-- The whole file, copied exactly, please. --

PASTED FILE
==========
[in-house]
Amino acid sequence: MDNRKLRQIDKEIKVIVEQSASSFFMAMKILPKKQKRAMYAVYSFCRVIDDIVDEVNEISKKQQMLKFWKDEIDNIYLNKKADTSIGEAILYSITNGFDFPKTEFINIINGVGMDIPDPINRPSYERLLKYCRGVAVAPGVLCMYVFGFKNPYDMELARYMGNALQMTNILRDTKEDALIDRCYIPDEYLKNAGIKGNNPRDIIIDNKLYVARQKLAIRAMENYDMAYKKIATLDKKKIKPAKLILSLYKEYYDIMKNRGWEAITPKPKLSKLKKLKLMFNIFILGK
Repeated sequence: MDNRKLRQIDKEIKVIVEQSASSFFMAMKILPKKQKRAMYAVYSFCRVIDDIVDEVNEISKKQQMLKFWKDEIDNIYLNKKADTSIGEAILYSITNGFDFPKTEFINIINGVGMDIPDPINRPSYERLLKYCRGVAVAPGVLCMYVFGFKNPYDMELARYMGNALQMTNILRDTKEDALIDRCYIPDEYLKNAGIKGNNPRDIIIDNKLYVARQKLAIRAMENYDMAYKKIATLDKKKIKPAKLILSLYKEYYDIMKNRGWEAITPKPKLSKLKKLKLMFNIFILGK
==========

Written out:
[in-house]
Amino acid sequence: MDNRKLRQIDKEIKVIVEQSASSFFMAMKILPKKQKRAMYAVYSFCRVIDDIVDEVNEISKKQQMLKFWKDEIDNIYLNKKADTSIGEAILYSITNGFDFPKTEFINIINGVGMDIPDPINRPSYERLLKYCRGVAVAPGVLCMYVFGFKNPYDMELARYMGNALQMTNILRDTKEDALIDRCYIPDEYLKNAGIKGNNPRDIIIDNKLYVARQKLAIRAMENYDMAYKKIATLDKKKIKPAKLILSLYKEYYDIMKNRGWEAITPKPKLSKLKKLKLMFNIFILGK
Repeated sequence: MDNRKLRQIDKEIKVIVEQSASSFFMAMKILPKKQKRAMYAVYSFCRVIDDIVDEVNEISKKQQMLKFWKDEIDNIYLNKKADTSIGEAILYSITNGFDFPKTEFINIINGVGMDIPDPINRPSYERLLKYCRGVAVAPGVLCMYVFGFKNPYDMELARYMGNALQMTNILRDTKEDALIDRCYIPDEYLKNAGIKGNNPRDIIIDNKLYVARQKLAIRAMENYDMAYKKIATLDKKKIKPAKLILSLYKEYYDIMKNRGWEAITPKPKLSKLKKLKLMFNIFILGK